For decades, the egg industry has kept most of its laying hens in battery cages to live in a space no larger than a laptop. Compassion in World Farming is working tirelessly to change that by working directly with companies across the supply chain and holding them accountable for their cage-free commitments. Compassion has just released its 5th annual EggTrack report, which monitors which companies have announced public cage-free commitments and how far they have progressed (or, in some cases, regressed) toward their goals.
The report is intended for use by conscious consumers, industry stakeholders, and those in business responsible for the day-to-day implementation and decision-making processes needed to achieve cage-free goals, namely buying teams, executives, supply chain managers, and sustainability experts. EggTrack promotes transparency, which in turn catalyzes business-to-business conversations that allow for a stable and successful transition to a cage-free future. In addition, the report embodies the aspirations of consumers, investors, and businesses alike to act with purpose and to use their power to make a positive difference in the world for the animals they depend on.
This year’s report highlights several developments in laying hen welfare as well as key gaps and opportunities for improvement.
- 219 companies were included in EggTrack this year, of which 71% reported progress against their commitments.
- 12 companies reported meeting their North American cage-free commitments this year, including Arby’s (subsidiary of Inspire Brands), Mondelēz International, Pret A Manger, and TGI Fridays.
- Two companies—Danone (parent company of Horizon Organic, Silk, Oikos, and others) and Hormel Foods (which owns Chi-Chi’s, Applegate, Justin’s and more)—reported meeting their global cage-free commitments.
- 12 companies expanded their regional cage-free commitments to cover their entire global supply chain, including Krispy Kreme and Restaurant Brands International (which owns Burger King, Tim Hortons, and Popeyes).
Setbacks and Opportunities for Improvement
- Seven companies, including Black Bear Diner, Spectra, and Trader Joe’s, had announced cage-free commitments but have since removed them from the public domain.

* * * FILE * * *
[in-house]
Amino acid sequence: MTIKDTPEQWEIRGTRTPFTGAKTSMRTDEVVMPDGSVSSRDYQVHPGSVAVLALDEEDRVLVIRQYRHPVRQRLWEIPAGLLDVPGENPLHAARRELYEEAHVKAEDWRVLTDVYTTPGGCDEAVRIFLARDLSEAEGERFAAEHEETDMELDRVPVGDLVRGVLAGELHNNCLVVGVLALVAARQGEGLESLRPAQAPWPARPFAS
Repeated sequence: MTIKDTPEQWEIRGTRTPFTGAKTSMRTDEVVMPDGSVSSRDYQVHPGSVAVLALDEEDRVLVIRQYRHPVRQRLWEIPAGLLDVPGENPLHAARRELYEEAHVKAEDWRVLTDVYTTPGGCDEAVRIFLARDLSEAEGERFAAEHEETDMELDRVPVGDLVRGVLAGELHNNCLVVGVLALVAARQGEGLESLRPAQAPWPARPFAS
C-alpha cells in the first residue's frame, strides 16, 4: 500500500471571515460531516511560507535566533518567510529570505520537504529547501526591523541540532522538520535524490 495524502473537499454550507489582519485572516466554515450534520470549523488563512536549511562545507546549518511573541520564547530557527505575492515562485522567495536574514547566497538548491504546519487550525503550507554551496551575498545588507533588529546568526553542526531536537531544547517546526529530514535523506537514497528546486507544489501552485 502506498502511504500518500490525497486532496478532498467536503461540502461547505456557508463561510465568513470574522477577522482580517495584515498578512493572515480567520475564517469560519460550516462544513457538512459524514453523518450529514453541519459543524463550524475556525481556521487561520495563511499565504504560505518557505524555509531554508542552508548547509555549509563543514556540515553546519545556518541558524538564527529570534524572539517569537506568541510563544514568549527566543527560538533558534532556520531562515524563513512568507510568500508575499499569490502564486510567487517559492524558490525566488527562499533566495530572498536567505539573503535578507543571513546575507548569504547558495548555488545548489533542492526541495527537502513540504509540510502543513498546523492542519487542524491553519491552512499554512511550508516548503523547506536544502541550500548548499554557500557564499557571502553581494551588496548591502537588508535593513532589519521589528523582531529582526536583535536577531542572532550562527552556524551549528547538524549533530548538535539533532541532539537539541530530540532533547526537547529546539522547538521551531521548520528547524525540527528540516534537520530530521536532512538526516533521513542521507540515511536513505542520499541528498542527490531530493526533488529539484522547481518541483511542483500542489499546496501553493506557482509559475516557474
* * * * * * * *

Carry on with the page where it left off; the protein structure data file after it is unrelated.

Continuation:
- Ten companies that had made cage-free commitments missed their deadlines and are not reporting progress. Starbucks, which missed its global cage-free deadline, is still reporting its progress in the U.S. and Europe but is not reporting globally.
- 45 leading global companies still do not have global cage-free commitments.
Although the volume of commitments is inspiring and indicative of the demand for change, commitments will only meaningfully impact laying hens when progress is made toward them. Nationally, the size of the U.S. cage-free flock continues to grow, reaching 28.6% in August 2021, up from 25.1% in
2020 and 10.1% in 2016. The percentage of companies reporting against their cage-free commitments has grown in tandem with the national rate. However, there remains a sense of urgency around progressing this transition to ensure companies are able to meet their deadlines.
It is estimated that about 116 million laying hens will need to be transitioned into cage-free systems to meet the 2025 commitment deadline set by a majority of food business companies. From 2016 to 2021, the U.S. cage-free flock grew at an average rate of about 12.3 million birds per year. To meet existing commitments, we will need to more than double that rate.
Since its inception, EggTrack has celebrated leaders, encouraged laggards, and reinforced expectations for transparency in the marketplace. This platform is a means for Compassion’s Food Business Team to support companies through strategic analysis, technical resources, and animal welfare expertise. Through this work, cage-free commitments and reporting have become the standard, the cage-free flock size has continued to grow, and leading companies have made significant progress toward their goals.
While food businesses remain instrumental in the shift to cage-free, Compassion also continues to support legislation that bans the production and sale of eggs from caged hens and educates the public on the welfare issues associated with the egg industry. To learn more about our work and take direct actions to help farmed animals, sign up for our emails and follow us on Facebook, Instagram, Twitter, and LinkedIn.